Working It Out Together: Lucina Gordon–Inuk School Days

This episode of Working It Out Together examines a topic dear to my heart: Indigenous education. Through the lived experiences of an Inuit student from Nunavut, it takes a hard look at the effects that the Residential School System continues to inflict upon Indigenous youth across Canada today.

Carol Rowan, Professor of Education at Concordia University–Inuit Studies, describes the way Inuit children were educated by the community and through their experiences on the land prior to colonization. “The land was teacher and land was pedagog. Children learned through a caring relationship with the land.” This attitude to education was in stark contrast to what we today understand conventional education to be.

Morley Hanson, Coordinator, Nunavut Sivuniksavut describes the process of colonization as it manifested in the far north. “Waves of outsiders would arrive, predicated on the continued use of the natural resources.” There was a European whaling industry, followed by fur traders and missionaries. The people began to convert to Christianity, and were also encouraged and/or coerced to move off of the land to live in larger communities.

Melissa Irwin, Instructor, Nunavut Sivuniksavut explains how the Residential School System was a “colonizing tool that was designed with ill intent to take away our culture, our language, our pride, and our voice. It separated families physically, but also psychologically. It introduced violence, pain, disconnect, and abuse.” As a result of colonization, the value of education has been deflated within Indigenous communities across Canada. If however Indigenous ways of knowing are incorporated into school curriculum, interest in attending school and understanding its value will act to improve student success rates.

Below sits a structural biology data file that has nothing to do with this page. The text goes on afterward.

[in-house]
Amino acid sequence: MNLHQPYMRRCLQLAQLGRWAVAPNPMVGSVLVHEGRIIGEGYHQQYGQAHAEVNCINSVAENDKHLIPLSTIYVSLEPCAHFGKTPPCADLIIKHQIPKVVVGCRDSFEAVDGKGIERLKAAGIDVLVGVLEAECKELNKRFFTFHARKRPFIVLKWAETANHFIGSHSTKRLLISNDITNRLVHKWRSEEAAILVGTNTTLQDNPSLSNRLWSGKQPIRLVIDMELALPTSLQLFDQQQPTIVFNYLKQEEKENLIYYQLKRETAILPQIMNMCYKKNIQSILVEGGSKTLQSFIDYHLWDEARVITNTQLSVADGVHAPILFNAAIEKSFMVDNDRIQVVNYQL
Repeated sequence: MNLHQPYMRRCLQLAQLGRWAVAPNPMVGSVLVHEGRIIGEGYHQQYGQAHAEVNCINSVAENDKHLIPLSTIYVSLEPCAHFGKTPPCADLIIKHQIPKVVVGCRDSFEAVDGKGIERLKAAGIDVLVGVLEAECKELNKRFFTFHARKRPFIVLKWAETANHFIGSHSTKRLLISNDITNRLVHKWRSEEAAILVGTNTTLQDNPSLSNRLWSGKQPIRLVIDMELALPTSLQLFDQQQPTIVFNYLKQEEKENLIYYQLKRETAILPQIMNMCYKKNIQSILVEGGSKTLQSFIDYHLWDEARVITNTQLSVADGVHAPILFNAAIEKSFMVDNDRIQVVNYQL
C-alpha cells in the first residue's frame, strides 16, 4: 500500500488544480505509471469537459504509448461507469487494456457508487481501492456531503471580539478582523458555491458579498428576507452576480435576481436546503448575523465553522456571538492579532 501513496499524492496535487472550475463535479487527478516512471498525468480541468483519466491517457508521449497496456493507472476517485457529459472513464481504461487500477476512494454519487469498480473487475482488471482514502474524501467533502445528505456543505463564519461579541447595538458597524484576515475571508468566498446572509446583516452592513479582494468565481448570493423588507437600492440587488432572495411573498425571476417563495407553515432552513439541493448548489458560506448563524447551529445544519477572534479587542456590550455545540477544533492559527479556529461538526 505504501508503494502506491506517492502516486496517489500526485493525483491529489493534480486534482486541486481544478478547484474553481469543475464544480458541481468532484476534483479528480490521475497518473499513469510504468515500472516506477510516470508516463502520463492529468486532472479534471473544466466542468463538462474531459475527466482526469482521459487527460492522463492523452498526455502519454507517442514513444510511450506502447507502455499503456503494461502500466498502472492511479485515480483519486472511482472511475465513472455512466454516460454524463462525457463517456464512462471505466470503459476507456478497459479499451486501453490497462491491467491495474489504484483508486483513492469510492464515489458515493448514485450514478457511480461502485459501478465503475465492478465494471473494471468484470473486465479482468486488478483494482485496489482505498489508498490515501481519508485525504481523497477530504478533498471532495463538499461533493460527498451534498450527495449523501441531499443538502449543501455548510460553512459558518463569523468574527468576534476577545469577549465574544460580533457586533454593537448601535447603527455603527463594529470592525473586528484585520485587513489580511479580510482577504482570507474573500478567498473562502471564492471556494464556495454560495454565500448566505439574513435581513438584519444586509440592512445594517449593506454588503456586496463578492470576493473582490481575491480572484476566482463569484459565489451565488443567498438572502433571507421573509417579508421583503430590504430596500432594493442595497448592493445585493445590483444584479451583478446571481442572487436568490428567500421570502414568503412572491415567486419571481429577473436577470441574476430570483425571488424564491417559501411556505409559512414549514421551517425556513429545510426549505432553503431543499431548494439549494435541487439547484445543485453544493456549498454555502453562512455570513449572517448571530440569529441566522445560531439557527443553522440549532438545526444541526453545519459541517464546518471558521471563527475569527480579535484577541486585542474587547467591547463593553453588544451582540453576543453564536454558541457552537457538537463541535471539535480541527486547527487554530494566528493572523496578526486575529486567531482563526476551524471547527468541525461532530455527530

We follow 20 year old Lucina Gordon on her quest to become a school counselor. In order to complete her college degree at John Abbott College, she must travel more than 1500 km. Lucina is 1 of only 2 youth from her community to make it to the final college semester. We see through Lucina’s eyes the difficulties students face when they leave their tightly knit communities in the north to attend school in a large urban centre.

We are also introduced to the Nunavut Sivuniksavut program that helps Inuit students make the transition from their communities to post secondary education.  Using culturally relevant topics, students, so far removed from home and family, recognize their own sense of self and the program gives them ongoing support as they seek to complete higher education.

Admittedly, I am biased when it comes to Indigenous education but this episode really is jam packed with the issues that face Indigenous education and educators in Canada today. I have only touched on a few themes addressed in the episode and were I to truly do it  justice (at least in my mind) this recap would be twice as long as it is. Given the heavy media coverage that the Truth and Reconciliation Commission’s  Calls to Action have received across Canada, educational reform for Indigenous youth is a very timely topic. So my advice is simple, if you missed this episode just go watch it here: Working It Out Together

 

Carolyn Potts
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Carolyn Potts

Teacher. Writer. Mom. Masters' Candidate, Faculty of Education, Western University. Studying Pop Culture Media as a Decolonizer of Education Policy and Practice. I also volunteer as a Girl Guide leader in my spare time.
Carolyn Potts
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